Whether you’re looking for a quick hotel in the city or a secluded resort in the tropics, where you choose to stay can make or break your vacation experience. But even the most seasoned travelers may not know the difference between the two main types of homes-away-from-home. Besides their first letter, is there any real difference between hotels and motels? Don’t worry, this isn’t one of the 21 secrets hotels won’t tell you, but the answer isn’t as simple as you’d think.
These two types of lodging have the same basic purpose—a place for travelers to crash—but there are plenty of features that set them apart. For instance, they came to be for different reasons, and at very different times. The word “hotel” dates back to the 1600s and comes from a French word, hôtel. That word, just like the English one, referred to a place that provides lodging, meals, entertainment, and other services to travelers. (Word to the wise: Make sure you never do these 15 things in a hotel room.)
Motels, on the other hand, are a much more recent—and pretty much exclusively American—lodging option. This word dates back to the 1920s and combines the words “hotel” and “motor.” As America’s major highway system developed, so did motels, filling the need for roadside stops for motorists traveling cross-country.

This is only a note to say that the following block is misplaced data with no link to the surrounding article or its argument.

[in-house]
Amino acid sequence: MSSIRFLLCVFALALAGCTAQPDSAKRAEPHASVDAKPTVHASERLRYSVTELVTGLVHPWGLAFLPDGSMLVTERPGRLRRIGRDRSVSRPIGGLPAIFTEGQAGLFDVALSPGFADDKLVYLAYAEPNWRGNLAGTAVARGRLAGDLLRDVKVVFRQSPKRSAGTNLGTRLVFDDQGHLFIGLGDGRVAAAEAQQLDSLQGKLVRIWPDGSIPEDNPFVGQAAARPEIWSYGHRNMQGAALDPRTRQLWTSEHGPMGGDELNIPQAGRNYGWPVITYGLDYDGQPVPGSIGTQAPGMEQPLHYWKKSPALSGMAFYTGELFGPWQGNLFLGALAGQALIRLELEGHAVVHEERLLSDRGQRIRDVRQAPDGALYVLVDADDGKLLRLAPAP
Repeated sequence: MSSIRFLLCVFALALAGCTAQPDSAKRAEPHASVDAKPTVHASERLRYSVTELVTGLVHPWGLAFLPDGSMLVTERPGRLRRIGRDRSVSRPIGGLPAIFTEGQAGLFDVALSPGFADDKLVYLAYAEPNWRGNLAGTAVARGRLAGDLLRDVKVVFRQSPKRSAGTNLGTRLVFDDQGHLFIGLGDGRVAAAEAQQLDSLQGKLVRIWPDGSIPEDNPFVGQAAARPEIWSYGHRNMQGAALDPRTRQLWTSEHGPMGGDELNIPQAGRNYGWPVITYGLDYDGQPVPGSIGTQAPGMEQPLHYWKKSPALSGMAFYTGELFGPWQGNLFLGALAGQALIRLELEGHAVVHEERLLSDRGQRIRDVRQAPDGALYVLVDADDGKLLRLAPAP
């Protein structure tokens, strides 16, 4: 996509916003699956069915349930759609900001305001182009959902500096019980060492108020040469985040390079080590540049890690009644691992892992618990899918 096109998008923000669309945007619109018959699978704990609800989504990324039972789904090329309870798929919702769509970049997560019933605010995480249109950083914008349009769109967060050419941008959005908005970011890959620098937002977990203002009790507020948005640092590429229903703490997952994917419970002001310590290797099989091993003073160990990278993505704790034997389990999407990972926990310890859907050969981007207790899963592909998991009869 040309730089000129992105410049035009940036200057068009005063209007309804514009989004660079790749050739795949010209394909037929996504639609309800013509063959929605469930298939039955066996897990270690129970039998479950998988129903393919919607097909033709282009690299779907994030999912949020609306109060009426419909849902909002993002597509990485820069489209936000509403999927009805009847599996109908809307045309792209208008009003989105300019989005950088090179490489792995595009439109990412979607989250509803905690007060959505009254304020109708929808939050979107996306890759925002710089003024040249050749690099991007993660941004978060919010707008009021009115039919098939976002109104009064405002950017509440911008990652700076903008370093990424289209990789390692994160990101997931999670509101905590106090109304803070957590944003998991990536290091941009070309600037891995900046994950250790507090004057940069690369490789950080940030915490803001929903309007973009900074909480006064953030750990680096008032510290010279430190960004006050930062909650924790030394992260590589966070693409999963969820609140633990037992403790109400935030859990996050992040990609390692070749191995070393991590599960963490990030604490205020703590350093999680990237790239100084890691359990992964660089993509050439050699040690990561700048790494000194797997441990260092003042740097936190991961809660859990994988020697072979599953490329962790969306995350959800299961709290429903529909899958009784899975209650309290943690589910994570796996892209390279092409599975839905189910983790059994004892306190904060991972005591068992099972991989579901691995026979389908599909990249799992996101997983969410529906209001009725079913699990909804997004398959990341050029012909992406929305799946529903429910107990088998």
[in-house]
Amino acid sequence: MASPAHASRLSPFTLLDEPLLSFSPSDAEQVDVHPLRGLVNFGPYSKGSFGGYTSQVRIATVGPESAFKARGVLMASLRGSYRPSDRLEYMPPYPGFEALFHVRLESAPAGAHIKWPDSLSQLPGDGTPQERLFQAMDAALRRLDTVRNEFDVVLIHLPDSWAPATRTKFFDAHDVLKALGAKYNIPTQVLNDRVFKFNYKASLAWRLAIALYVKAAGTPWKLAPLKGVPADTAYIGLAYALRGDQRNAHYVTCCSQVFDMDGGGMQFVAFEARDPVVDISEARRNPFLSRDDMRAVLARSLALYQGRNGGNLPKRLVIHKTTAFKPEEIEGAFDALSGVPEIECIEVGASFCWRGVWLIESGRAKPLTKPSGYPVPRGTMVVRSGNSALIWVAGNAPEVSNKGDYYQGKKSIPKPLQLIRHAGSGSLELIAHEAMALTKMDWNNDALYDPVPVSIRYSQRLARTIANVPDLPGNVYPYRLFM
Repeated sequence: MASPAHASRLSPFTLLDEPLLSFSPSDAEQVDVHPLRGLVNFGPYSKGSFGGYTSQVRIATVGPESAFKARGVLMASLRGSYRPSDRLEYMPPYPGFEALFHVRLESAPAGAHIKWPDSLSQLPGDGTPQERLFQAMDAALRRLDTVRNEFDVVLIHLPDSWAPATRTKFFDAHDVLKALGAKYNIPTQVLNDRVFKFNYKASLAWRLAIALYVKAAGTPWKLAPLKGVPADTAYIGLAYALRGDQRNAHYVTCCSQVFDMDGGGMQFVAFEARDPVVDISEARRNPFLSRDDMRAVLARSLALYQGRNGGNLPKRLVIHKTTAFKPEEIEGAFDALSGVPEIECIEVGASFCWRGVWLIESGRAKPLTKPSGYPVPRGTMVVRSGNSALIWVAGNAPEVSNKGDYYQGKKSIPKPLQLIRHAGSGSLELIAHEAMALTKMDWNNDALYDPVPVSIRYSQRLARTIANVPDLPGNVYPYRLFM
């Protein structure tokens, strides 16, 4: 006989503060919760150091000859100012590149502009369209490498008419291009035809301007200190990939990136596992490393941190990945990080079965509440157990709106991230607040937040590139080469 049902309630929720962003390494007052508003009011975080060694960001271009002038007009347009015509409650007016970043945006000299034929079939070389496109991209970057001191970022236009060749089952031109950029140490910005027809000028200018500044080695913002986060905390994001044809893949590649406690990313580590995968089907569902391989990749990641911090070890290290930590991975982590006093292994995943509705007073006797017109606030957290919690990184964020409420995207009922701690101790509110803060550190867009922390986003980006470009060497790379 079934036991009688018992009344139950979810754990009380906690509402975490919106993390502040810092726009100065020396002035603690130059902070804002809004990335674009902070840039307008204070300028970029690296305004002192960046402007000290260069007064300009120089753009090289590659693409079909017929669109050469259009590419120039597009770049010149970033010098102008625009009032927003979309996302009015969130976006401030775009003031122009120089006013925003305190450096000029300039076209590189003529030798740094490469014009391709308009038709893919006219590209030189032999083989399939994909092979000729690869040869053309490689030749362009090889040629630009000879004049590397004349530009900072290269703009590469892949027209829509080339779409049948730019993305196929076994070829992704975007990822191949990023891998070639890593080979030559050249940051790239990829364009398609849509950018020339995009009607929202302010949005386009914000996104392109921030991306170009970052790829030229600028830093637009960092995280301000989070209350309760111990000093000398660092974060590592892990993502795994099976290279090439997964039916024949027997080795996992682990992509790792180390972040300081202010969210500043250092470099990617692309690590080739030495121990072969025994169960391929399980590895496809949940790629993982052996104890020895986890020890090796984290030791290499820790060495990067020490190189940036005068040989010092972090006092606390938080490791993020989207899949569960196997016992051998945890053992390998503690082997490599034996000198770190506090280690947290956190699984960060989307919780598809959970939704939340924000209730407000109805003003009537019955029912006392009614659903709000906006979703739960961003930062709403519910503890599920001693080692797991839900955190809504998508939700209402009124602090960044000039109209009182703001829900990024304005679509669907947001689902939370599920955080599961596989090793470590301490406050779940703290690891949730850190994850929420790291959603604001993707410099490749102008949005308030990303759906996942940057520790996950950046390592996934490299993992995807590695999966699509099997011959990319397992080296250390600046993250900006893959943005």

There are also some more nuanced differences that can help you figure out which type of place you’re in. Hotels tend to be built for longer stays, while motels are geared more for one- or two-night stops along a journey. Because of this, hotels are much more likely to have offerings like lounges, gyms, and entertainment.
While hotels usually have lobbies, you’re more likely to access your motel room door straight from the parking lot. Hotels are also more commonly right in the middle of the action at an already-popular tourist destination. Motels, meanwhile, might have nothing around them but a stretch of open road. As for cost, hotels tend to be pricier as a whole, but other things such as size, popularity, and location can have a bigger effect on cost than motel-vs.-hotel distinction.
So, in the end, it comes down to what you want from your trip and from your lodging. Want the place you stay to be just as much a part of your travel experience as anything else? Opt for a hotel. Just need a place to pop in and out of to shower and sleep? A motel might be the better choice. Before you book anything though, be aware of the 10 red flags of a bad hotel.